Exercise. Try each of these, one at a time, in a code cell and explain the output:

type([1, 5, 3])
type(['data', 'bootcamp'])

Exercise. Try type(zoo). Why does it generate an error? What does the error mean?

Exercise. Set zoo = ['lions', 'bears'] and try type(zoo) again. What do you get this time?

Changing types

If we have an object of one type, we can sometimes change it to another type. (Sometimes it doesn't make sense and Python tells us so.) The string '12' can be converted to the integer 12, for example.

Converting strings to numbers. Suppose we have an object of one type (the string '12.34') and want to use it as another (the number 12.34). We can use the function float(), then use type() to check:

s = '12.34'
f = float(s)

Here s is a string but f is the floating point number 12.34.

The function int() lets us do the same for integers. Convert the string '12' to an integer, then check with type() again:

s = '12'
i = int(s)

The result i is the integer 12.

Converting numbers to strings. Similarly, we can convert a number back to a string with str():

s = str(12)
print('s has type', type(s))
t = str(12.34)
print('t has type', type(t))

Converting strings to lists. One more type conversion: We can convert a string to a list of its characters. For example, we convert the string x = abc' to the list ['a', 'b', 'c'] with list(x). Run this code to see how it works:

x = 'abc'
y = list(x)

Exercise. What happens if we apply the function float to the string 'some'?

Exercise. How would you convert the integer i = 1234 to the list l = ['1', '2', '3', '4']?

Exercise. What is the result of list(str(int(float('12.34'))))? Why? Hint: Start in the middle (the string '12.34') and work your way out, one step at a time.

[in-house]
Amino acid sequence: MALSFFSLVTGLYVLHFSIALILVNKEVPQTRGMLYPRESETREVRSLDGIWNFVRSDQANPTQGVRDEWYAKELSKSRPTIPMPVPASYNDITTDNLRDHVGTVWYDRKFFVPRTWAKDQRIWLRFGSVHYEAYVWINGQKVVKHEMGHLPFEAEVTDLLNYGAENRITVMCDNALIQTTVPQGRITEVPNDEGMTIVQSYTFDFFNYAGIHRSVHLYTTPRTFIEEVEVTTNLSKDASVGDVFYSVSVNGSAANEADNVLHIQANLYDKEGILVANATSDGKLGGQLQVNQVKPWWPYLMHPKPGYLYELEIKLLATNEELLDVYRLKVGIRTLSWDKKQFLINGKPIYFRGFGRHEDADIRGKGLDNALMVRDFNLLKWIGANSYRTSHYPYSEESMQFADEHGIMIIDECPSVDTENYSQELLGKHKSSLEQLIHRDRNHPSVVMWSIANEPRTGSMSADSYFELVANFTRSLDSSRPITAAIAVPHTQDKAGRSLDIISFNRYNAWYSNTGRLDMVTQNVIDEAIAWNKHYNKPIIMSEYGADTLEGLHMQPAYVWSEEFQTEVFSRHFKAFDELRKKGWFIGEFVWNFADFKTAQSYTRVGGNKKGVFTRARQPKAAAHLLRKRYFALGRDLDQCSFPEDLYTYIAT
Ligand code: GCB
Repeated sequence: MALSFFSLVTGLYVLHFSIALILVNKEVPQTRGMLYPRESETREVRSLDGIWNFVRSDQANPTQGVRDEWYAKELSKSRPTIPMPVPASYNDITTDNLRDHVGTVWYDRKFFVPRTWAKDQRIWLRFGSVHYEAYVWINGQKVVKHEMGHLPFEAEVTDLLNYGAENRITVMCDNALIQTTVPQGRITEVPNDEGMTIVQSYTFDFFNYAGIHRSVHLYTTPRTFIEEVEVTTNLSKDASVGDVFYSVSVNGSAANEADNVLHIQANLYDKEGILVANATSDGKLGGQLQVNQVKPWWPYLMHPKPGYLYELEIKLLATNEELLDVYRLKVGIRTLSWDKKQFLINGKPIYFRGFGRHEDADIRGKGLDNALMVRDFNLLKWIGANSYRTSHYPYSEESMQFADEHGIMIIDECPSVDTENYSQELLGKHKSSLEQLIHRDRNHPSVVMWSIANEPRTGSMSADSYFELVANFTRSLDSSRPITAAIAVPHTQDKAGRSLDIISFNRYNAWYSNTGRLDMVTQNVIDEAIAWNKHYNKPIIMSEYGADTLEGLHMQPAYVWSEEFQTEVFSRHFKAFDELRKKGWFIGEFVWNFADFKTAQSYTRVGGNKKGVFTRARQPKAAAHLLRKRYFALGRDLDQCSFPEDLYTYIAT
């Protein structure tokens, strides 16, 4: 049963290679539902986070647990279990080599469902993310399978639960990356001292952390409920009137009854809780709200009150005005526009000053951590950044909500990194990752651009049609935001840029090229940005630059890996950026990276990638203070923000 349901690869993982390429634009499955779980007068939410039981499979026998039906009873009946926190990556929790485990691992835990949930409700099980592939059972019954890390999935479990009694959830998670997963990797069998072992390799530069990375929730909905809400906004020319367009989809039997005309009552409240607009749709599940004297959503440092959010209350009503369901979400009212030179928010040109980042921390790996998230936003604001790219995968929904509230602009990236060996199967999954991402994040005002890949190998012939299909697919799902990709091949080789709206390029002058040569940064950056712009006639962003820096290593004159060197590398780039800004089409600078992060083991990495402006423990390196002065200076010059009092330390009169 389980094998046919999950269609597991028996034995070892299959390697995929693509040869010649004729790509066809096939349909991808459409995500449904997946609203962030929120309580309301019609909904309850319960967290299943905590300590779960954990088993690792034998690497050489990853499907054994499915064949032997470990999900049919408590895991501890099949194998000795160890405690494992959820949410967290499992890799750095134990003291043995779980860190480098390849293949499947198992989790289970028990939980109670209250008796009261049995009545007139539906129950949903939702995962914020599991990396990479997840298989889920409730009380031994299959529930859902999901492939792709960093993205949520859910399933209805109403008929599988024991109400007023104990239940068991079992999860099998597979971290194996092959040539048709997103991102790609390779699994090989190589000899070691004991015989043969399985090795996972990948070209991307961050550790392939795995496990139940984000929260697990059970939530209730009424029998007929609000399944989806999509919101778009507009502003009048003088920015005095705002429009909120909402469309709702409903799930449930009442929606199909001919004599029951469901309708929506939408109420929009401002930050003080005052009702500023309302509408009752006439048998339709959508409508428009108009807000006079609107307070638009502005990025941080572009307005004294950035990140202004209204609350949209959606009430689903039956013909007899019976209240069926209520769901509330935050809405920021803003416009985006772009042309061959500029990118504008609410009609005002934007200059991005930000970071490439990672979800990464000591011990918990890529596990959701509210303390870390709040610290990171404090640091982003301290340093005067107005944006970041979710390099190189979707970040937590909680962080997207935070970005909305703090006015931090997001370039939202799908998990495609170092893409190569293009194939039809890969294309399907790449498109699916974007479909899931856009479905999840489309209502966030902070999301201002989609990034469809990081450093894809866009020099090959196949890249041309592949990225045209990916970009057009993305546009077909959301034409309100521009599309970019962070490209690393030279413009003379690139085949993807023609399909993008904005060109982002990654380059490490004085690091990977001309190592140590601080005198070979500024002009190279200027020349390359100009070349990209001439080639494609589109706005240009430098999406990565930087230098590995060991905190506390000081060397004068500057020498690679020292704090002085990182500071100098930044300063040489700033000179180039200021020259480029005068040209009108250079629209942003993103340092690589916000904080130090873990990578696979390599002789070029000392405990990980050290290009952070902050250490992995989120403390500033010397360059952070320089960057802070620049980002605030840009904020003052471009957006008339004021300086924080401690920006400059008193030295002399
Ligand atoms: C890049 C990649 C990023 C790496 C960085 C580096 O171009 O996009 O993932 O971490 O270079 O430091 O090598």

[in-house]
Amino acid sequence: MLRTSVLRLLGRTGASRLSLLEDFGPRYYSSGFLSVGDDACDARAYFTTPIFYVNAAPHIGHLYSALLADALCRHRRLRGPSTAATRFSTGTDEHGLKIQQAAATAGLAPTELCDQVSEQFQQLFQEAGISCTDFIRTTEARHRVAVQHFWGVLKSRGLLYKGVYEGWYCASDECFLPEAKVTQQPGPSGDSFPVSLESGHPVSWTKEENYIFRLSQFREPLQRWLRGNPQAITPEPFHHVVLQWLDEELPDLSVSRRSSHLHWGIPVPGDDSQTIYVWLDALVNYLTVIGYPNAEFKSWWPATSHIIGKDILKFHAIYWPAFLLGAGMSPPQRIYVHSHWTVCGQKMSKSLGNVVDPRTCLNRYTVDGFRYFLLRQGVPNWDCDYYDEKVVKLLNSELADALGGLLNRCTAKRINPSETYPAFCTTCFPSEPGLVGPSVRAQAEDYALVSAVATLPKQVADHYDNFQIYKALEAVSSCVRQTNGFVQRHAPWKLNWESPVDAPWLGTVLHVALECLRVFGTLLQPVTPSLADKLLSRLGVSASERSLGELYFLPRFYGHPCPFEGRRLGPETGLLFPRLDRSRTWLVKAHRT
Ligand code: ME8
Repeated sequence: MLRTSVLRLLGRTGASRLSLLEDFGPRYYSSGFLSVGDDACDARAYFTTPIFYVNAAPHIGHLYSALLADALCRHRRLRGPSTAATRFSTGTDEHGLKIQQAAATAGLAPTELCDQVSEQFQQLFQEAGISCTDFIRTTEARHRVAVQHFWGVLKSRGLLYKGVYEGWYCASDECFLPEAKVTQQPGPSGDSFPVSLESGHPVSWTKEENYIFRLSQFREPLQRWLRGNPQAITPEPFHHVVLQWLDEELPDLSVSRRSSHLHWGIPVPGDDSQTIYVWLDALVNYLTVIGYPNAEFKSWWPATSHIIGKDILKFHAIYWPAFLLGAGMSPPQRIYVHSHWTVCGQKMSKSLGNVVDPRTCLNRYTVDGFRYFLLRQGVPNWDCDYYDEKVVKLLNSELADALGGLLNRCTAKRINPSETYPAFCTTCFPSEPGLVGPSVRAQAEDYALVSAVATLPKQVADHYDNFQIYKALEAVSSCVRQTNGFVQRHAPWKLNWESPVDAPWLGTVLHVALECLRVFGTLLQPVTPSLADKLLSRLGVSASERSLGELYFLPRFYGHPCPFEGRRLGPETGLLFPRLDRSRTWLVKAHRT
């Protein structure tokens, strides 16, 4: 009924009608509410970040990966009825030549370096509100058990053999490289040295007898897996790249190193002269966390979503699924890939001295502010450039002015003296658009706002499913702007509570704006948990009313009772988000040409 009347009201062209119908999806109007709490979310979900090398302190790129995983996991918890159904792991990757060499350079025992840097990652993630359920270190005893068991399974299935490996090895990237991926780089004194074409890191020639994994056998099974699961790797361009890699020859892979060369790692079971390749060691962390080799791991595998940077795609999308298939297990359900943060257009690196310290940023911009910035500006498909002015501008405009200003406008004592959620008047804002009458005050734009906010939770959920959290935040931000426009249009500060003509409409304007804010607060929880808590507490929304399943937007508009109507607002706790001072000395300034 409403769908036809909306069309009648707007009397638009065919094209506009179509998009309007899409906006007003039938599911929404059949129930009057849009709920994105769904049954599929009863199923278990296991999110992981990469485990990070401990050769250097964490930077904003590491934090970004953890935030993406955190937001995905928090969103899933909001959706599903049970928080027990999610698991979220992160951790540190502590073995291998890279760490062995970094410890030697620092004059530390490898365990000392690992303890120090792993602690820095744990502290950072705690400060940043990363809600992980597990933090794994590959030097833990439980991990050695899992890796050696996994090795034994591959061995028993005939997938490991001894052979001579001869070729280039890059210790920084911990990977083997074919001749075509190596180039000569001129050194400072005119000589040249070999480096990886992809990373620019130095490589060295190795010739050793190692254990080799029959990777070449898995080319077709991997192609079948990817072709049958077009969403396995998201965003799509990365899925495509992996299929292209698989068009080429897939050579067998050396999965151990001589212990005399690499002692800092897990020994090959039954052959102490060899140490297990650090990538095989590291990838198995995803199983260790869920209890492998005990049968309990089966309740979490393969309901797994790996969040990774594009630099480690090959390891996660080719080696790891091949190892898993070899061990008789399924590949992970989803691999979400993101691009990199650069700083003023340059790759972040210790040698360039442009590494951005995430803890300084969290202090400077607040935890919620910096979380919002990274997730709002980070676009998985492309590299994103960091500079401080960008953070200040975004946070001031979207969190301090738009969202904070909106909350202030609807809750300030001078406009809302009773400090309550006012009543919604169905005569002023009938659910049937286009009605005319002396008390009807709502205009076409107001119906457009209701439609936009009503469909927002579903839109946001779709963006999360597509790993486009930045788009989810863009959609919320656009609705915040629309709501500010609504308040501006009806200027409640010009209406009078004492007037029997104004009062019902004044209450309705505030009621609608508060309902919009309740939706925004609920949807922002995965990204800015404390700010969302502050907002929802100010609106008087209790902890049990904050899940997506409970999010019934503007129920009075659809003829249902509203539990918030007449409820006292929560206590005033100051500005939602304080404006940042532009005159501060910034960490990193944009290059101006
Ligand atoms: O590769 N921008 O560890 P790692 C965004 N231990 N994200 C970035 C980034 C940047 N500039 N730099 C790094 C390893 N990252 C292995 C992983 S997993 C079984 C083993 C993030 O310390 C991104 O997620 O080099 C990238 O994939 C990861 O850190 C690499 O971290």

Exercise (challenging). This one is tricky, but it came up in some work we were doing. Suppose year is a string containing the year of a particular piece of data; for example, year = '2015'. How would we construct a string for the following year? Hint: Start by converting year to an integer.

Objects and methods

As we noted, lots of things in Python are objects. Methods are ready-to-go things we can do with these objects. The available methods depend on the object. A lot of Python is "object-oriented," which means we apply methods to objects to accomplish what you might think you need a function for. Trust us, the jargon is harder than just doing it.

Functions and methods differ primarily in their syntax:

  • Syntax of a function: function(object)
  • Syntax of a method: object.method

We used the former in the previous section and consider the latter here.

What methods are available to work with a given object? Take, for example, the list numberlist = [1, 5, -3]. To get the list of available methods, type in a code cell:

numberlist.[tab]    # here you hit the tab key, don't type in the word "tab"

This wonderful piece of technology is referred to as tab completion. The ingredients here are the object (here numberlist), the period or dot, and the tab key. When you hit tab, a window will pop up with a list of methods in alphabetical order. In our example, the list starts like this:


If we want more information about a method, we can type object.method? in a code cell. For the method numberlist.append, we get the description

Definition:  append(object)
Type:  Function of None module
L.append(object) -> None -- append object to end.

Well, that's pretty opaque, maybe we oversold this approach. What append does is add an item to the end of a list. Try using append(), then use print() to see the results:


That's another way to get information about a method: try it and see what happens.

Digression. We're trying to keep this simple, but we also want it to be accurate, so let us be more careful with the term method. Needless to say, this is mtwn. Tab completion gives us a list of two things: attributes (properties of the object) and methods (essentially functions with different syntax). The distinction isn't important to us, although we can tell a method because it comes with parentheses () (just like functions).